No, inflation. Deflation can result, but not without hyperinflation first (IIRC). The money supply expands faster than the goods and services backing it, therefore the gold-backed currency is worth less, and prices rise, and the next thing you know, you need a wheelbarrow to buy a loaf of bread.

Also, my ETF based on gold is completely in the shitter (not that it isn’t already).

I don’t understand why you think this would happen. As the economy expands, the finite amount of gold (which represents the entire value of your economy, if you back your currency with the metal.) stays more or less constant. Since the market grows faster than the gold supply, over time every unit of gold is worth proportionally more goods and services. This would be deflation, no? Obviously we won’t be mining gold at the same rate that we’re stamping out widgets.

I’ve been going by Vox Imperatoris’ post. The market and economy as it now is backed by a certain percentage of gold. That gold is marked in currency (we’ll call them dollars). At this point, the market (for goods and services) and the economy (the market, plus taxes, plus whatever the government imposes on it, plus financial indicators, plus exchange rates, plus etc…) is set to a certain amount of dollar supply (we’ll call that M1). Before the new shipment of gold from the new world (or from wherever), the economy was running on a determined amount of supply of M1.

Now, the government has all this extra cash. I suppose they could hide it, but that didn’t really work historically (see Spanish Empire). M1 rises faster than the economy can account for. With more money chasing fewer and fewer (people with money tend to consume more) goods and services, inflation starts. Given enough M1, then we have wheelbarrows of cash trying to buy loaves of bread, and eventually collapse.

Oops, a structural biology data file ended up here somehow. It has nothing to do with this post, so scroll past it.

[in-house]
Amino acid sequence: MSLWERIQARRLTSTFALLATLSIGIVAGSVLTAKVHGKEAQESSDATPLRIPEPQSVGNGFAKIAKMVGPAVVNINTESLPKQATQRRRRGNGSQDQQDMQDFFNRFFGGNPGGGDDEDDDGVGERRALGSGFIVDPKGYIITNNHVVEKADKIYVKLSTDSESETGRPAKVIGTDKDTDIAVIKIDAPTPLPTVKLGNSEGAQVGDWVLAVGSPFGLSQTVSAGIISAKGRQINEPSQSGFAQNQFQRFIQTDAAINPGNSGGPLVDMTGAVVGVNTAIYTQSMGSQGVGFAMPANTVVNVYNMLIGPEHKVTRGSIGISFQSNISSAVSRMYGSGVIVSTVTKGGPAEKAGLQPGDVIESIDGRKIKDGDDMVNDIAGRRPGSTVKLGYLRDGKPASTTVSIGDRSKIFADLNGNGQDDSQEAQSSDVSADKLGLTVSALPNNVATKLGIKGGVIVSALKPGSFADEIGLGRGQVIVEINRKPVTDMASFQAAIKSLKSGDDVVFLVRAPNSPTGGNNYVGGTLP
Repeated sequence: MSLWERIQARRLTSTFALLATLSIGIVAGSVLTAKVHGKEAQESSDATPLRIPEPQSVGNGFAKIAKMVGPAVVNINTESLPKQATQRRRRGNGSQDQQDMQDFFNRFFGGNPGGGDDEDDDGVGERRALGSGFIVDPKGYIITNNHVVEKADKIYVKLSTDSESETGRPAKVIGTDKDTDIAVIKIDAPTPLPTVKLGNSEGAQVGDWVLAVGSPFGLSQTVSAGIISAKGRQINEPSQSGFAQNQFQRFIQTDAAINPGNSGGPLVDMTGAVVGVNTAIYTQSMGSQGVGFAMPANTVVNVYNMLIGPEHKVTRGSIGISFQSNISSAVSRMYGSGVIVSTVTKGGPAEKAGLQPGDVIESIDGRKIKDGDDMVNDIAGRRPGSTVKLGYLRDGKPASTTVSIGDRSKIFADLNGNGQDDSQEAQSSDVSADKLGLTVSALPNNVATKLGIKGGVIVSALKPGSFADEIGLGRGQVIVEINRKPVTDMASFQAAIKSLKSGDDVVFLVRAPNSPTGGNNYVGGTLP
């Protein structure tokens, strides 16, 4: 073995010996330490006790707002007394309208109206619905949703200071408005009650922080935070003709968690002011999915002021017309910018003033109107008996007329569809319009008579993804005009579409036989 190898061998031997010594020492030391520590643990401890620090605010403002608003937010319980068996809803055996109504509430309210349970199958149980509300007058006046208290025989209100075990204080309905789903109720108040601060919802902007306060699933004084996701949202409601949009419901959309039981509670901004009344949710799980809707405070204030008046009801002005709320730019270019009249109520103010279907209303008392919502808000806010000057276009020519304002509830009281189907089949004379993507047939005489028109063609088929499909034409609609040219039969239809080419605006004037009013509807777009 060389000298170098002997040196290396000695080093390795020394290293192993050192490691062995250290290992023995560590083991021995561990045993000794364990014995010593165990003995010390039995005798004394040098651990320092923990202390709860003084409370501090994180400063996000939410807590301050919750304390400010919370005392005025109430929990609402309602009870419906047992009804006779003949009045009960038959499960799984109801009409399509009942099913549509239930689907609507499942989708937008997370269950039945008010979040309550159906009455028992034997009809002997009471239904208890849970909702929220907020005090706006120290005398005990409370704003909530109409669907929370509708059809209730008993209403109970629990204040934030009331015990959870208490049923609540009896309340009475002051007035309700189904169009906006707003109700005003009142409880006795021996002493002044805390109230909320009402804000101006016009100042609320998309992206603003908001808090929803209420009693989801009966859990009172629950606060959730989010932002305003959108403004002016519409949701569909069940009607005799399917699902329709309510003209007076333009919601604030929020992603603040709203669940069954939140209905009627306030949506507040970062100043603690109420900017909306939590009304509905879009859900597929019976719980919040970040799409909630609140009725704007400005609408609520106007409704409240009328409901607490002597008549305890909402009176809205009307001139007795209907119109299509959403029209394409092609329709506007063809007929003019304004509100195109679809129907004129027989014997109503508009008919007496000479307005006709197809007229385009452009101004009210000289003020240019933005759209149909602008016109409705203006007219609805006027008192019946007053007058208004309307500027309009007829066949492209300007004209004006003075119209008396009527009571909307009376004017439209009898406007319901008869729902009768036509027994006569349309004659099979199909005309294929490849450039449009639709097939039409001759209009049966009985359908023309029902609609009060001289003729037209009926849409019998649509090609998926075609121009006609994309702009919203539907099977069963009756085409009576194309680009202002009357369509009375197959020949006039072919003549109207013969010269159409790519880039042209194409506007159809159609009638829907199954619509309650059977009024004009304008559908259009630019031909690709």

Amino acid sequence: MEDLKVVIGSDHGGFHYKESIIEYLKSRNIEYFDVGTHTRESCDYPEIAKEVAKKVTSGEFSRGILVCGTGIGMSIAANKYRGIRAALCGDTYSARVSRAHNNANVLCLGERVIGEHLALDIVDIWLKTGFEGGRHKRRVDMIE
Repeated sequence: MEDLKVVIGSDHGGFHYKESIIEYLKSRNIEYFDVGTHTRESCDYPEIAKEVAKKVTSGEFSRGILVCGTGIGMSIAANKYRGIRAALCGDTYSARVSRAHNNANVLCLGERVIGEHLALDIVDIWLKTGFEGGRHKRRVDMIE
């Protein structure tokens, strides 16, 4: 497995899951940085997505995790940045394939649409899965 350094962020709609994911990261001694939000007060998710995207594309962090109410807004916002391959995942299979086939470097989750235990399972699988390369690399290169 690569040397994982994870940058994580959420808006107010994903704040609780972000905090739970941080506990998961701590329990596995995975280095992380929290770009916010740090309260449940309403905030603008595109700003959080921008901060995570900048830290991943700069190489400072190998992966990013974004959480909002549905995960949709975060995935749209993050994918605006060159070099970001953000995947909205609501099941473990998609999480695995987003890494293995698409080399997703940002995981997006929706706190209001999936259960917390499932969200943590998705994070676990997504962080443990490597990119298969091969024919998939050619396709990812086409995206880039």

The OP isn’t specific of what type of economy is envisioned, nor how much gold is a “massive amount.” But, it really doesn’t matter.

Ah, I see. We’re sort off on a tangent here started by Lumpy’s post about how a gold-backed money supply works in the real world. We should restrict this discussion to the hypothetical “gold is in abundance”.

Sorry for my part in continuing the hijack.

If X is controlling the mining of this mile long pile of gold, how do people get it? Are they being paid for their mining with it, and it enters the economy that way? Or, is X handing it out like Halloween candy?

Yes, probably. People have set expectations on how a market operates. The fact that what is effectively an infinite amount of gold will play a lot with supply and demand expectations.

This depends on whether or not X’s government issues currency backed by gold. Those countries that do have gold-backed currencies are definitely going to see their value plummet. Such countries are going to try and restrict the supply.

I’m not sure what you’re getting at.

If that massive amount of gold is indeed entering the economy, then people will most likely devalue it. The gold standard will be the silver or platinum standard.

No, it’s much more efficient (in theory) to have freely traded market exchanged currencies. In practice, since no one is really going to try and cash in their currency for gold, it might not have a substantial effect (particularly since this gold is going to be so common). Good question, I can see the possibility that there is no net effect (practically speaking).

A “cubic mile” of gold.